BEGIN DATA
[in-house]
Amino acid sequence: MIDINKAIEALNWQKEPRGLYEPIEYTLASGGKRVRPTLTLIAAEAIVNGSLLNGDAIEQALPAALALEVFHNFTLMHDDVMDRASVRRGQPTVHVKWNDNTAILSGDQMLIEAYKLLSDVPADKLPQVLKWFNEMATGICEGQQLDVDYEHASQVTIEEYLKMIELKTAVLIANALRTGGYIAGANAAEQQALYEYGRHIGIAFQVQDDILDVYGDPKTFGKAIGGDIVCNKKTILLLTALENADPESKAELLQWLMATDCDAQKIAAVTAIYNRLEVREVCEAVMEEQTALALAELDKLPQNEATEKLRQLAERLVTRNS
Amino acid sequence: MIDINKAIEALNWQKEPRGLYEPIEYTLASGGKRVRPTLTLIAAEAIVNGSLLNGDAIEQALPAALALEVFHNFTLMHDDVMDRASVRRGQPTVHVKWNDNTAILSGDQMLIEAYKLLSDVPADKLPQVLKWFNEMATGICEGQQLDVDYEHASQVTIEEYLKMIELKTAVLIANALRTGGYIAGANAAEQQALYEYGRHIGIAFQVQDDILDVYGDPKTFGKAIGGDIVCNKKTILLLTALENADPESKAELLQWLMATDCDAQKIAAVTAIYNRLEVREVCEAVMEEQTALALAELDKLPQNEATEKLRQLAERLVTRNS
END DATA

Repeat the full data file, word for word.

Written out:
[in-house]
Amino acid sequence: MIDINKAIEALNWQKEPRGLYEPIEYTLASGGKRVRPTLTLIAAEAIVNGSLLNGDAIEQALPAALALEVFHNFTLMHDDVMDRASVRRGQPTVHVKWNDNTAILSGDQMLIEAYKLLSDVPADKLPQVLKWFNEMATGICEGQQLDVDYEHASQVTIEEYLKMIELKTAVLIANALRTGGYIAGANAAEQQALYEYGRHIGIAFQVQDDILDVYGDPKTFGKAIGGDIVCNKKTILLLTALENADPESKAELLQWLMATDCDAQKIAAVTAIYNRLEVREVCEAVMEEQTALALAELDKLPQNEATEKLRQLAERLVTRNS
Amino acid sequence: MIDINKAIEALNWQKEPRGLYEPIEYTLASGGKRVRPTLTLIAAEAIVNGSLLNGDAIEQALPAALALEVFHNFTLMHDDVMDRASVRRGQPTVHVKWNDNTAILSGDQMLIEAYKLLSDVPADKLPQVLKWFNEMATGICEGQQLDVDYEHASQVTIEEYLKMIELKTAVLIANALRTGGYIAGANAAEQQALYEYGRHIGIAFQVQDDILDVYGDPKTFGKAIGGDIVCNKKTILLLTALENADPESKAELLQWLMATDCDAQKIAAVTAIYNRLEVREVCEAVMEEQTALALAELDKLPQNEATEKLRQLAERLVTRNS